It is at this point I feel the need to give a shout out to the structure of the Skateboarding Street Event, because its role in my enjoyment (and seemingly everyone else on Earth’s enjoyment) is not insignificant.

In the event, skaters (boarders?) take two forty-five-second runs through a course that looks like every business park in America, pulling tricks on the hills, rails, and stairs of the course. Judges give both of these runs a score based on the skills pulled off and the business of the competitors. Then each boarder (skater?) gets five attempts to do a single trick. The trick can be anything they can think of, and it can change from attempt to attempt. The thing is, you only have five of these attempts. If you crash, you get big fat zeros. After these seven total runs are completed, the top four judges' scores are added together and that’s the final score of the round.

As a viewer, I spent the first 45 minutes or so watching the skateboarders in their natural habitat, meandering around a concrete jungle in their free skate runs. I started to learn how each person ticked during these runs. How they squinted when coming up with a trick on the fly, how they grinned after a crash, how they danced to the tunes in their head as they set up an approach. I found myself empathizing with people less than half my age, watching them do amazing things that were completely alien to my experiences. Simply put, thanks to the format of the event, in 45 minutes these competitors were humanized, their personalities highlighted by their talents.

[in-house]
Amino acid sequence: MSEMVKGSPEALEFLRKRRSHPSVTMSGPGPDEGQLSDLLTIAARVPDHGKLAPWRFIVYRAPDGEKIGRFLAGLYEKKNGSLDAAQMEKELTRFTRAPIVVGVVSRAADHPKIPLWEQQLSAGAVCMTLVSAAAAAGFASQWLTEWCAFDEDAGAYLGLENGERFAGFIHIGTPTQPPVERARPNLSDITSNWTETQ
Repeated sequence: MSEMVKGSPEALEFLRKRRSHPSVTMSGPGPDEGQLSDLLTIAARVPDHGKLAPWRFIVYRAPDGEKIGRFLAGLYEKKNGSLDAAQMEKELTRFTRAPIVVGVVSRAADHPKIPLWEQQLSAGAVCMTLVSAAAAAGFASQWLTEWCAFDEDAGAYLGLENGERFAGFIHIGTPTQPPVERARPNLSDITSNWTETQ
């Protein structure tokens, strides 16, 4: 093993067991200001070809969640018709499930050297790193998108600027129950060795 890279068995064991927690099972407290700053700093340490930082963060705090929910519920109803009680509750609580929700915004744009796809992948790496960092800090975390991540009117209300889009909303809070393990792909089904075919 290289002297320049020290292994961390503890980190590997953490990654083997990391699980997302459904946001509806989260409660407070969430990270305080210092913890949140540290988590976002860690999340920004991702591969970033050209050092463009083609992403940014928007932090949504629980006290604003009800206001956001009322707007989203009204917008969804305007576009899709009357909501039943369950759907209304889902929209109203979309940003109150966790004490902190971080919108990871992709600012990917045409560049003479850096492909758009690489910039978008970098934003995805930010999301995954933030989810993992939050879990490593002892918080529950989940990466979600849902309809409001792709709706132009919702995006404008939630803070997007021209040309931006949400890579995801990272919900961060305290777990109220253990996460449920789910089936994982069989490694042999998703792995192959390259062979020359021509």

Calling them competitors seems like a mistake, by the way. These were peers, each one rooting for the others to pull off something amazing. Congratulating each other after successes, comforting each other after failures. The comradery was particularly striking in the final five runs. On every attempt, everything slows down. Skaters line up just to the side of the course to watch, calling out encouragement. The skater about to go is lined up above the course alone with their thoughts. They each took a moment, then depending on the athlete, they gritted their teeth or nodded their head, or smiled at their feet before pushing off for their run.